Patrick Lyons:  It’s amazing. You know even the the best employee, whatever best means, even the best employee will struggle and fail when there’s misalignment between values and beliefs. And so to your point, if that’s why I’m such a fan of you and the work that you do, it actually supports the work that we’re doing, which is harnessing these high performing teams and cultures for the sake of execution, for the sake of winning, right, It’s we all want to win.  And when you hire the wrong fit, and they’re not bad people, they’re great people…. when there is misalignment between the person and the organization when that happens, It’s a struggle. It’s a challenge. They don’t feel enacted. They don’t feel like they fit. They know they don’t fit very often. And then the organization has to figure out what do we do with this. And so that’s my appeal. Don’t do that, call Suzanne and her team, right because they can make it easy, especially when you’re talking about a senior level position. It takes 12 to 18 months to disentangle from a cultural misfit and so getting that alignment of the values and the people is such a critical part of winning.

Suzanne Hanifin: We talked about your values, and because you’re out there working with such a diverse clientele on both projects and your involvement with the leaders in the organization. When you look at what makes a good leader, what are those qualities and characteristics, and why are these characteristics important.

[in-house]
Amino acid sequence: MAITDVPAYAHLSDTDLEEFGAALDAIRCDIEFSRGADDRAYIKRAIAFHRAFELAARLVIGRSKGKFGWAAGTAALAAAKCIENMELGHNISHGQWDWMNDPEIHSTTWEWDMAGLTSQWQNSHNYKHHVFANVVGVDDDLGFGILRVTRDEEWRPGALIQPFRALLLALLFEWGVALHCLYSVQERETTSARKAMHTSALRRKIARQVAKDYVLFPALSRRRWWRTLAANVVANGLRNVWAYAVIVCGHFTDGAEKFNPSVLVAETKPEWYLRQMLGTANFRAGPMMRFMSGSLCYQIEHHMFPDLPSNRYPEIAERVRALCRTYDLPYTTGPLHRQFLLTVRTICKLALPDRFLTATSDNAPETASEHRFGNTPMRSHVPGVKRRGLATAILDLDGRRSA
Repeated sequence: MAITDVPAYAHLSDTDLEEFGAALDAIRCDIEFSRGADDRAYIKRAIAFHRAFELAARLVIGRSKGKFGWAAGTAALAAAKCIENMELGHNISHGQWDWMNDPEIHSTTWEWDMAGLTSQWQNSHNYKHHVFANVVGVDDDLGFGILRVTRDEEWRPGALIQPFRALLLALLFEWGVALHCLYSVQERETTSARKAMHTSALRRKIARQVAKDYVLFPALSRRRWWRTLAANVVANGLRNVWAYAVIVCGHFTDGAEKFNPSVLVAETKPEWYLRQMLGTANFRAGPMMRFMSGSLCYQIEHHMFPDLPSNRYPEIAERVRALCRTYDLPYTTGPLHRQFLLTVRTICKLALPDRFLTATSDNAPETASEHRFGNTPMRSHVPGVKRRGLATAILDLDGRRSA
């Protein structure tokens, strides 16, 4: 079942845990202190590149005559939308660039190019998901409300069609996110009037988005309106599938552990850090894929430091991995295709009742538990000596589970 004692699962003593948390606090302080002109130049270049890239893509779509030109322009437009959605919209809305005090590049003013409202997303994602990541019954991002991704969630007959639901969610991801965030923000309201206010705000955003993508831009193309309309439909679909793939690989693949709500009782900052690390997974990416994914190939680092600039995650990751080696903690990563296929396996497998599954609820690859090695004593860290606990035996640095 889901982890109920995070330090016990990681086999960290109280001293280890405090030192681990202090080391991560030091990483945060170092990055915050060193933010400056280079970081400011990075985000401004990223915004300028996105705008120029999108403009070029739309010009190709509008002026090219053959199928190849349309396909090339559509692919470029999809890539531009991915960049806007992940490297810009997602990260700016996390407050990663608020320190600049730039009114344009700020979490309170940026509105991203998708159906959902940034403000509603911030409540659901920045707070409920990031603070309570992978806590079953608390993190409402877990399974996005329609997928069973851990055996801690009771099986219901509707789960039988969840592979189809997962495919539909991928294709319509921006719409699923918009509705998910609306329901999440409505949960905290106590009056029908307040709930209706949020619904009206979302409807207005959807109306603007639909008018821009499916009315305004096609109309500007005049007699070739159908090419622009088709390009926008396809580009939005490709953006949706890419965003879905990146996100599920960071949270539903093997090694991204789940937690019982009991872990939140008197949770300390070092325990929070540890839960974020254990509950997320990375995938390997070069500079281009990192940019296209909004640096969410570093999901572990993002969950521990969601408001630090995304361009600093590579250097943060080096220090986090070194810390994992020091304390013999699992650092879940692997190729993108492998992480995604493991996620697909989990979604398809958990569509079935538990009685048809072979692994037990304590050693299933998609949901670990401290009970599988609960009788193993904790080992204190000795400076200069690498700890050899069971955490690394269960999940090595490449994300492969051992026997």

Patrick Lyons: I mentioned authenticity already. I think that authenticity and empathy were always two critical leadership skills, but they became even more important through the pandemic. Now that the pandemic is over it doesn’t mean we can go back to being inauthentic and lacking empathy. As a friend of mine often says, that genie is not going back in the bottle.

Employees want authentic leaders who care about them, who they know can connect with them. I see this especially as you’re trying to attract and retain top talent, especially where top talent today is often in the younger generations. The greater technological knowledge in GenZ. These are the highly technical folks that you need, so a leadership trait to attract and retain those is you’ve got to be willing to challenge your own beliefs and your own assumptions. You’ve got to be open to new ideas.

We had someone on our show, actually he’s been on twice and we have him scheduled to come on a third time. His name is Ben Pring and he talks about Clive Davis, who has done this well. He (Clive Davis) is, want to say, in his 90s. And he’s still very relevant in the music industry today, and it’s because he surrounds himself with younger people that he listens to them, as opposed to telling them what’s good. He asks, he listens, and he receives. And so there’s a humility component to that, being willing to recognize I don’t know everything. There’s a safety component too, that you have to make it safe for people to tell you what you used to like isn’t really relevant anymore. What you used to think doesn’t work anymore. So those are some of the key characteristics that I think are really important in leadership today.

Suzanne Hanifin: Oh, absolutely. Again, you’re speaking kind of my love language on that. So I totally agree.

So this podcast is titled Hiring for Good, what does Hiring For Good mean to you?